The disciples of John approached Jesus and said, “Why do we and the Pharisees fast much, but your disciples do not fast?” Jesus answered them, “Can the wedding guests mourn as long as the bridegroom is with them? The days will come when the bridegroom is taken away from them, and then they will fast.”

Reflection: Sandra Appeldorn, Director, Human Resources
Lent—another season to celebrate and remember.  When my children were young, I set up a special prayer table where they each placed their own symbolic item, we baked Lenten prayer pretzels, we were marked with ashes, we fasted—all of it.  As I read this passage for this first Friday in Lent, I of course first went to the question about fasting. That’s part of what Lent is about, right?  Giving something up or doing something to be more mindful and grateful for the love and graces of the season.  But as I prayed the passages over time, I was repeatedly drawn to “How can the guests of the bridegroom mourn while he is with them?”

How can I or would I mourn someone who is still with me?  I haven’t done that and it’s hard to imagine why I would.  So, what would I be doing?  With a bridegroom, I would be celebrating—laughing, eating, dancing, singing, praying, crying, loving.  My son was married last June and we surely celebrated that sacred event in all those ways.  My daughter left the nest last week and we celebrated her last night at home and the next step of her journey.  One of my best friends retired from Saint Ignatius very recently and we celebrated her long, successful career.  When these people were with me, I was celebrating the love and the grace present in those moments.

And now that these special people have moved on, perhaps I am fasting but not in the traditional sense as I know it. “Then they will fast.”  I am giving up some of the traditions, touches and routines we shared when they were a daily presence to me.  And I am doing things that keep the love and the grace of those precious moments together close in my heart and mind.  Mourning, maybe, remembering and celebrating how our lives are still intertwined in a different way.

So, on this first Friday of Lent, whether celebrating or fasting, my prayer is that you may find yourself present to the moment.  I hope each day brings a greater awareness of the Spirit in yourself and the people of your daily life as well as the gifts of love and grace in each moment.  “To every thing there is a season, and a time to every purpose under the heaven.”  Ecc 3:1

February 20, 2021 - Saturday after Ash Wednesday

Gospel: Luke 5:27-32
Jesus saw a tax collector named Levi sitting at the customs post. He said to him, “Follow me.” And leaving everything behind, he got up and followed him. Then Levi gave a great banquet for him in his house, and a large crowd of tax collectors and others were at table with them. The Pharisees and their scribes complained to his disciples, saying, “Why do you eat and drink with tax collectors and sinners?” Jesus said to them in reply, “Those who are healthy do not need a physician, but the sick do. I have not come to call the righteous to repentance but sinners.”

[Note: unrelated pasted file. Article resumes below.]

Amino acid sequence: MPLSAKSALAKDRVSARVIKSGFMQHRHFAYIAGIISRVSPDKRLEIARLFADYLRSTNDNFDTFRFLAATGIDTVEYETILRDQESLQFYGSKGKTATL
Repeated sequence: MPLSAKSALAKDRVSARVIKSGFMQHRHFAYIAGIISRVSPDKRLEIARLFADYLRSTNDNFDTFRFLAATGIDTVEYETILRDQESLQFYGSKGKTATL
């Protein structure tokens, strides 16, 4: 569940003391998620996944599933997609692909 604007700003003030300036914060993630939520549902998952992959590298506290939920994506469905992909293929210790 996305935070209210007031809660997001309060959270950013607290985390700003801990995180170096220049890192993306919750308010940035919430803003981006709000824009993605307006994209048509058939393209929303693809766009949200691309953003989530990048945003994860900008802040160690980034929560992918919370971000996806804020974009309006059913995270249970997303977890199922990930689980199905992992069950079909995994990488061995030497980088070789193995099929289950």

Reflection: Charlie Conover, Saint Ignatius Parent
When I was asked to write a reflection on this passage, I admit that my head spun with the many reflections on this reading that have deepened my own spiritual life.  Should I talk about the fact that Matthew was a tax collector, considered one of the most despised professions in Jesus’s time?  Or maybe how the word for “got up” in verse 27 was the same word as “resurrection” in the original Greek?  Or should I talk about Caravaggo’s painting “The Calling of St. Matthew” with Matthew’s “who, me?” look when the Lord calls?

But as usual, God had other plans…

In Fr. Kevin O’Brien’s book The Ignatian Adventure there is an exercise on the story of Adam and Eve and original sin and this paragraph caught my eye: “Rev. Michael Himes of Boston College has an interesting take on this age-old story. The first chapter of Genesis tells us that human beings were created in the image and likeness of God and that God called our creation very good. The temptation of Adam and Eve is to disbelieve that good news and refuse to accept our innate goodness and the goodness of others. Instead, they think that they must do something else to become like God or become valuable in God’s eyes.”

I’ve often wondered how Matthew could have suddenly gotten up in the middle of his duties, leaving everything in his life behind.   I think that the answer is in this interpretation on original sin above.  In this moment of Jesus’s calling, Matthew was able to see himself as God sees him.  He was willing to accept his own goodness and the goodness of others around him.  He realized that he didn’t have to do anything else to believe this good news.  In that moment, he understood that he could leave his old life behind because it was no longer necessary.  He only wanted to follow Jesus.

In Matthew’s joy in this revelation, he held a great banquet and invited all of his friends to share in this good news.  Matthew was happy to bring them to Jesus because he could see their innate goodness and knew Jesus would too.  But the Pharisees and the scribes, still stuck in their misconception that their value to God comes from what they do, only complain. 

As we continue in our Lenten journey, how can you become more like Matthew, accepting your own goodness and the goodness of those around you?  How can you continue following Jesus’ calling to leave your old life behind and rejoice in your new life with the Lord?

Where is the Sunday reflection, you ask? At your parish! The next set of reflections will be shared on Monday. A.M.D.G.